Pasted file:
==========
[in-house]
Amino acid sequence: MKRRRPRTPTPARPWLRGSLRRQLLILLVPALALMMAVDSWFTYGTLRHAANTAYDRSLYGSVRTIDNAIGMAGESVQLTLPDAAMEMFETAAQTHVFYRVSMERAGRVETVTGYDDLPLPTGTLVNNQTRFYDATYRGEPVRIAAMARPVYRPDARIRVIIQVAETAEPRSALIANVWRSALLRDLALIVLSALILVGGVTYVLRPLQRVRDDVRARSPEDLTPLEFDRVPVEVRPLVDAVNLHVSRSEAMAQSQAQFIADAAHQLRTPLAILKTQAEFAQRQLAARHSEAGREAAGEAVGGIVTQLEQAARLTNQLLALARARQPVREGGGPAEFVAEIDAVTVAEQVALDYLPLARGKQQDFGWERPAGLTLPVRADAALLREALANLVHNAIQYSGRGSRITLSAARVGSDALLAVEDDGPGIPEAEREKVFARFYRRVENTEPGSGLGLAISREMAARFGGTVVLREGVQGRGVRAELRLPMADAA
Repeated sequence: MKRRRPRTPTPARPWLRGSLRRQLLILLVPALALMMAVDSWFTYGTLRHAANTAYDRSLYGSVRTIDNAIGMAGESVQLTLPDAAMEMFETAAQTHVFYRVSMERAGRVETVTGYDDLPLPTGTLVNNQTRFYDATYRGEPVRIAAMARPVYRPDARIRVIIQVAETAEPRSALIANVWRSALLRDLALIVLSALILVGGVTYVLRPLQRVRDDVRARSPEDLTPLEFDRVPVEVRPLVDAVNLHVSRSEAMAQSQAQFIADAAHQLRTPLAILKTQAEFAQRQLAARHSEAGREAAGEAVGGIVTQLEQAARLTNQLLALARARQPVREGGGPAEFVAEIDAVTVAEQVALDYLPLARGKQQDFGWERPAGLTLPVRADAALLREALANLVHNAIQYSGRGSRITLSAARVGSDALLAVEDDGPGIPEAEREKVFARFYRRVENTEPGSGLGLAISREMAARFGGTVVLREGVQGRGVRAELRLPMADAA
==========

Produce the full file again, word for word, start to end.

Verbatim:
[in-house]
Amino acid sequence: MKRRRPRTPTPARPWLRGSLRRQLLILLVPALALMMAVDSWFTYGTLRHAANTAYDRSLYGSVRTIDNAIGMAGESVQLTLPDAAMEMFETAAQTHVFYRVSMERAGRVETVTGYDDLPLPTGTLVNNQTRFYDATYRGEPVRIAAMARPVYRPDARIRVIIQVAETAEPRSALIANVWRSALLRDLALIVLSALILVGGVTYVLRPLQRVRDDVRARSPEDLTPLEFDRVPVEVRPLVDAVNLHVSRSEAMAQSQAQFIADAAHQLRTPLAILKTQAEFAQRQLAARHSEAGREAAGEAVGGIVTQLEQAARLTNQLLALARARQPVREGGGPAEFVAEIDAVTVAEQVALDYLPLARGKQQDFGWERPAGLTLPVRADAALLREALANLVHNAIQYSGRGSRITLSAARVGSDALLAVEDDGPGIPEAEREKVFARFYRRVENTEPGSGLGLAISREMAARFGGTVVLREGVQGRGVRAELRLPMADAA
Repeated sequence: MKRRRPRTPTPARPWLRGSLRRQLLILLVPALALMMAVDSWFTYGTLRHAANTAYDRSLYGSVRTIDNAIGMAGESVQLTLPDAAMEMFETAAQTHVFYRVSMERAGRVETVTGYDDLPLPTGTLVNNQTRFYDATYRGEPVRIAAMARPVYRPDARIRVIIQVAETAEPRSALIANVWRSALLRDLALIVLSALILVGGVTYVLRPLQRVRDDVRARSPEDLTPLEFDRVPVEVRPLVDAVNLHVSRSEAMAQSQAQFIADAAHQLRTPLAILKTQAEFAQRQLAARHSEAGREAAGEAVGGIVTQLEQAARLTNQLLALARARQPVREGGGPAEFVAEIDAVTVAEQVALDYLPLARGKQQDFGWERPAGLTLPVRADAALLREALANLVHNAIQYSGRGSRITLSAARVGSDALLAVEDDGPGIPEAEREKVFARFYRRVENTEPGSGLGLAISREMAARFGGTVVLREGVQGRGVRAELRLPMADAA